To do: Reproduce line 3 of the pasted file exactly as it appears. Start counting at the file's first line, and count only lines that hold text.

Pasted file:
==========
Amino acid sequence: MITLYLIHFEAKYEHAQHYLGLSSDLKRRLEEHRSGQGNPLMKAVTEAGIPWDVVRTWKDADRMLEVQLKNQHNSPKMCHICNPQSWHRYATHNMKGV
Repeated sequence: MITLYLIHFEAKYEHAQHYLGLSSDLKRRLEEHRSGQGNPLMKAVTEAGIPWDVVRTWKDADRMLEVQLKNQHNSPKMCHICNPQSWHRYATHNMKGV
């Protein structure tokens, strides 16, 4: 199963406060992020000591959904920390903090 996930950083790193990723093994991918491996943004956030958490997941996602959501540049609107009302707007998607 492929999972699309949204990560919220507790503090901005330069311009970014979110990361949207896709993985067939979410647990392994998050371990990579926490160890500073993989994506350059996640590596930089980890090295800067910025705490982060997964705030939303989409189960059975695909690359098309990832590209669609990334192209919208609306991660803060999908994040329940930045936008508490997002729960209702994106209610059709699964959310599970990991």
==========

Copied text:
């Protein structure tokens, strides 16, 4: 199963406060992020000591959904920390903090 996930950083790193990723093994991918491996943004956030958490997941996602959501540049609107009302707007998607 492929999972699309949204990560919220507790503090901005330069311009970014979110990361949207896709993985067939979410647990392994998050371990990579926490160890500073993989994506350059996640590596930089980890090295800067910025705490982060997964705030939303989409189960059975695909690359098309990832590209669609990334192209919208609306991660803060999908994040329940930045936008508490997002729960209702994106209610059709699964959310599970990991």